‘People are worried’ – Saatchi & Saatchi takes the pulse of Britain 

Chief strategy officer Richard Huntington highlights key grievances unearthed by Saatchi & Saatchi's latest research report, and offers guidance for brands in a divided and worried Britain

Marketers in the UK should worry more about economic and social decline and less about AI, according to Richard Huntington, Saatchi & Saatchi’s chief strategy officer.

Huntington was speaking at an event at Saatchi & Saatchi’s London offices on 4 May to unveil the agency’s new research report – conducted in partnership with consultancy Meet The 85% – sounding out the state of Britain.

The research combined in-depth interviews with 13 people from around the country with a YouGov survey of 1,999 people to find out how people are feeling and living right now.

And the answer, said Huntington, could be summed up in three words – ‘People are worried.’

‘They've had 15 years since the financial crisis [and] 13 years of austerity’ added Huntington, ‘What more do they have to endure? They’re just tired of what’s going on.’

Huntington also highlighted four of the eight grievances unearthed by the research.

The first was that people feel ‘out of control’.

‘I see more chaos in the UK,’ said Huntington. ‘When I compare it with other countries in Europe, it just feels more chaotic. And in part, that's because people feel like the people that are supposed to be in charge are in charge, but they're not in control. In fact, they keep telling us they're not in control. They’re telling us that it’s Putin’s fault, that it’s Ukraine’s fault, that it’s the global supply chains’ and Covid’s fault, and we're left feeling we can't do anything.’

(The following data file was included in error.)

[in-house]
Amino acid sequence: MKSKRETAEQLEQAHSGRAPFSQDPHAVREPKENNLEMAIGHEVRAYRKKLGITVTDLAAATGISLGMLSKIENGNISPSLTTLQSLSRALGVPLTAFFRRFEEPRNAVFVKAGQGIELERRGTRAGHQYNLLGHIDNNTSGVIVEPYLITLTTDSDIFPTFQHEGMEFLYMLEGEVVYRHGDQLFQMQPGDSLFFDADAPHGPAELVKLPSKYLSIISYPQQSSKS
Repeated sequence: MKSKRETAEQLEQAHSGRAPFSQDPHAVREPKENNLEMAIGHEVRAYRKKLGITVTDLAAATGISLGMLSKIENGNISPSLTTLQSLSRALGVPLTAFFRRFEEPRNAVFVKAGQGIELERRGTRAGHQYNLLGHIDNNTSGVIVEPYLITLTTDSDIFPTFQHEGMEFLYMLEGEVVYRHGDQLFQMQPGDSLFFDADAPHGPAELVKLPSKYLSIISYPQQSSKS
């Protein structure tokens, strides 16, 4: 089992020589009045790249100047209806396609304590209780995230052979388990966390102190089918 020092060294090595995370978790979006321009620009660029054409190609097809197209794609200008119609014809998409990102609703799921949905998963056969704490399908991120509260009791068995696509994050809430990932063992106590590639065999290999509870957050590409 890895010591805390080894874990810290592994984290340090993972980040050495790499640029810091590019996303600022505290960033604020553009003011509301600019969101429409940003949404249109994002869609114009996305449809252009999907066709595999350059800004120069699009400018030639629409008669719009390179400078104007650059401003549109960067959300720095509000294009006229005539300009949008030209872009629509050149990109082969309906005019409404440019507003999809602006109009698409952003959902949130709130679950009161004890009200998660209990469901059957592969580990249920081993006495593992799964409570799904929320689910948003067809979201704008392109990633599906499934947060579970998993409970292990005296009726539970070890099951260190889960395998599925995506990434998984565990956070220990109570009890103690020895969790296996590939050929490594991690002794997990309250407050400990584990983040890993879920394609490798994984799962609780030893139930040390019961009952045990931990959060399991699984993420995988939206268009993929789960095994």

The second grievance was the feeling that the country is in decline. ‘There's a real sense that we're going back because our public services are going backwards, our education system is going backwards, childcare is going backwards, our economy is going backwards,’ said Huntington.

The third grievance was that political fractures, like the one between people who voted for the UK to leave the European Union in 2016 and those that voted to remain, are dividing the country.

And the final grievance discussed by Huntington was that pride in Britain is slipping away: ‘We think now that we’re a laughing stock,’ said Huntington, ‘that we’re a bit of a joke of a country.’

As for the role of brands in either navigating or alleviating the apparent crisis, Huntington warned the audience: ‘If you came here looking for how you can make your way through this, I’m sorry but there aren’t easy answers for any of us.’

Huntington did, nonetheless, offer a few guiding principles or ‘duties’ for brands.

First, he said, they should focus on the ways that they can bring small joys to people’s lives or offer them reassurance. Huntington pointed out that seeing a cupboard stocked with their favourite brands can make kids feel like things are okay, and small treats, like a takeaway coffee, can help people feel like they can get through a tough situation. 

Making a difference to communities and acting with decency is also important, said Huntington.

‘Decency is not fairness,’ said Huntington. ‘It's not politeness or correctness. It’s just being treated the way you would expect to treat others and vice versa.’

Although Huntington acknowledged that it’s often tough for marketers ‘because some of those commercial decisions are taken that are indecent that are beyond our control. And we have to make the most of it.’

Huntington wrapped up his talk with an incisive reminder: ‘Remember, these principles are coping strategies. They are not solutions. We need change as much as our customers do. We need a plan to get us out of this ship, because all we have otherwise is hope. And the one thing I learnt when I started off as a junior strategist was that hope is not and never is a strategy.’

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